by Laura Daly
Simple exercises including ground work, being led while riding, leading someone else on a horse, reviewing a lesson from the ground, riding in a round pen or small enclosure and wearing a helmet or other protective gear are often considered to be hallmarks of the green rider. What makes these rookie or beginner exercises? Have you ever wondered why the horse world believes this? Have you ever challenged these beliefs? Why are these actions frowned upon for more mature riders?
When established horse people review basic exercises it is commonly seen as a failure, but when an athlete does the same thing it’s called “mastering the fundamentals.” When an athlete wears a helmet or puts on protective gear, it is a smart move that helps protect the body and prevent injury or death. But when a horse person does the same thing, she may be considered a sissy or “green.”
No matter how many years an athlete has been playing, he has to start fresh each season with spring training. Coaches know that athletes cannot start with a game on the first day they return from a break. Athletes must work back up to physical and mental toughness. Riders need to do the same with our horses and ourselves. If you feel fear, or even just a little out of sorts on your first few rides out this spring, do not hesitate to start your own spring training routine. Warm up yourself, and your horse, with a few basic maneuvers so you can master the fundamentals and become the perfect winning team. Just like an athlete in other sports, do not hesitate to return to the fundamentals no matter what the season.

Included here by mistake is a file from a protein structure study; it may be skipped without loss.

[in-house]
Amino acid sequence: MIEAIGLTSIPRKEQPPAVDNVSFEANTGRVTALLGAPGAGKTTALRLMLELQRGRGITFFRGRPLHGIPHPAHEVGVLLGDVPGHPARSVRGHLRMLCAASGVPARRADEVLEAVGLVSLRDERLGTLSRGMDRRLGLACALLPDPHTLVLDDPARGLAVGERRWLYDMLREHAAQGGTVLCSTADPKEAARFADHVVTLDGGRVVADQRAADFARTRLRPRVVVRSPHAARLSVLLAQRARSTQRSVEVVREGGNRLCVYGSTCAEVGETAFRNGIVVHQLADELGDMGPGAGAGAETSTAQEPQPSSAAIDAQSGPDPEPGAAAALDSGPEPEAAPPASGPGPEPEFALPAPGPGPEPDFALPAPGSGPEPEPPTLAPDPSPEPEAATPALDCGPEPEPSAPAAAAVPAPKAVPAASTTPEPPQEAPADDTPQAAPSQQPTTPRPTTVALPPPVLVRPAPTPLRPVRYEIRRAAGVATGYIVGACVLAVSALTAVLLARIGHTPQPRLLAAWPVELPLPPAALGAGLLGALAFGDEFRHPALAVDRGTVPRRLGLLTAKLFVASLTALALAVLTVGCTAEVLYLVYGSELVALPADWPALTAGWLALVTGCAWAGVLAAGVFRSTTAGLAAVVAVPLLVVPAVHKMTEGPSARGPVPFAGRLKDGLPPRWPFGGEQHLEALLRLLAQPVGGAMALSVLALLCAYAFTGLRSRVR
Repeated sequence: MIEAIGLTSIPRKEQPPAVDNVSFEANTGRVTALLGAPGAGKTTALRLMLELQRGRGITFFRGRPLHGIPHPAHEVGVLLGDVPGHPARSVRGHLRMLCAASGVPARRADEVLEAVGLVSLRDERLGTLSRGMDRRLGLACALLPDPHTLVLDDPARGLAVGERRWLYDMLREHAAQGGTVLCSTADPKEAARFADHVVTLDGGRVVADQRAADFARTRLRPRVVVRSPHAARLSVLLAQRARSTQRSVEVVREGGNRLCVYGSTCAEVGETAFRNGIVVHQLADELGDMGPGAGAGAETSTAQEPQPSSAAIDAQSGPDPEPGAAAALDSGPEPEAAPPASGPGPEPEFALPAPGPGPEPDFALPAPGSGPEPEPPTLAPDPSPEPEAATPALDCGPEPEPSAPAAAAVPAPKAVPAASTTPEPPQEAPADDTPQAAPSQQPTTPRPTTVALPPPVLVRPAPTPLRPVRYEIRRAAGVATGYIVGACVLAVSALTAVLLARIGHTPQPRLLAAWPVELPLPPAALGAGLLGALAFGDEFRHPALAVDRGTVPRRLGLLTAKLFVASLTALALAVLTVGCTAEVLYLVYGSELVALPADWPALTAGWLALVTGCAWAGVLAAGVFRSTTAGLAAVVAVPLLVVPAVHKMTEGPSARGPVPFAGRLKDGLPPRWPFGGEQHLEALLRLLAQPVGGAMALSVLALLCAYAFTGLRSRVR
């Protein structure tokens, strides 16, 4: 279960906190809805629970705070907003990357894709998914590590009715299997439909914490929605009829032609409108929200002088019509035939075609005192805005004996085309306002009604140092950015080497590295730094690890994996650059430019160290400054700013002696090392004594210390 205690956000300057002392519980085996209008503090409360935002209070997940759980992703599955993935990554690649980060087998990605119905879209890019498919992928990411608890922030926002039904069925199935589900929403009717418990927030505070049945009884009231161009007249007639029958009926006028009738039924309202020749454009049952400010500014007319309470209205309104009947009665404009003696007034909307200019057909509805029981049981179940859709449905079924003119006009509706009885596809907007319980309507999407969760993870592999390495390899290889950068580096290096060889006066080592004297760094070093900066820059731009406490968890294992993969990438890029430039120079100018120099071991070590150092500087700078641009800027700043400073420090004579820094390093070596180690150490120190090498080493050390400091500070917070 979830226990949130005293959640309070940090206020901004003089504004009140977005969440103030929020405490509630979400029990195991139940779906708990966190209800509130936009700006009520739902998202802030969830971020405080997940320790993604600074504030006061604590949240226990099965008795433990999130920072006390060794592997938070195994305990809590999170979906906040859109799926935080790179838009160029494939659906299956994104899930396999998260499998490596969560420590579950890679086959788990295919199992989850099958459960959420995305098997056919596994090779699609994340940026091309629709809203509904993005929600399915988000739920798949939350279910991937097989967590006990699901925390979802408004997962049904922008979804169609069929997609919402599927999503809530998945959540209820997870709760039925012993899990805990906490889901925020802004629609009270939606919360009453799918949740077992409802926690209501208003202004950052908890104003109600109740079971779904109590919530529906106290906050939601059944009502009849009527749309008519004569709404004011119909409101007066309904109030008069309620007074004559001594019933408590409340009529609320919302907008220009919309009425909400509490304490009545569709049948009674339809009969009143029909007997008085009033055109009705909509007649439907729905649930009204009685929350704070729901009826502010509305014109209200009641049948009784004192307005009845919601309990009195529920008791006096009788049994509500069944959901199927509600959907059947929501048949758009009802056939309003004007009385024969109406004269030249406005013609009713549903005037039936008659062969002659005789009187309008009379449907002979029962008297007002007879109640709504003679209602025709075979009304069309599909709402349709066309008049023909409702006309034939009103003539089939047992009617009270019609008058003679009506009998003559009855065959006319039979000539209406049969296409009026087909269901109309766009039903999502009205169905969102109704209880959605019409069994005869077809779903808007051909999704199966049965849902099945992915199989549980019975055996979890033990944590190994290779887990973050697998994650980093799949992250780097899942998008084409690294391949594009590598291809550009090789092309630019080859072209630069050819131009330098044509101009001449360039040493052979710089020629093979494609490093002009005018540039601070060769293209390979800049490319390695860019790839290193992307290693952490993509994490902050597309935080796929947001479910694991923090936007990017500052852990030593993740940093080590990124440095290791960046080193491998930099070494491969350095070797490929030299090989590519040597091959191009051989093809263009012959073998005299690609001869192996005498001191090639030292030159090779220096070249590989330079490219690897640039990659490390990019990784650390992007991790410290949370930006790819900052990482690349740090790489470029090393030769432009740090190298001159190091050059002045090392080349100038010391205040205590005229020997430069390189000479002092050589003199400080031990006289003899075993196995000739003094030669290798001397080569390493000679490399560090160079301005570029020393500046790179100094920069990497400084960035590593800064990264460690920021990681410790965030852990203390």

You will have all kinds of stops and starts on your journey to riding fear free. You need to expect them and not allow yourself to be discouraged when you must go back to the basics. If someone asks why you got off your horse to do some groundwork tell them you are mastering the fundamentals— just like any other athlete striving for success! Maybe you’ll inspire other riders to do it, too.
Published April 2014 Issue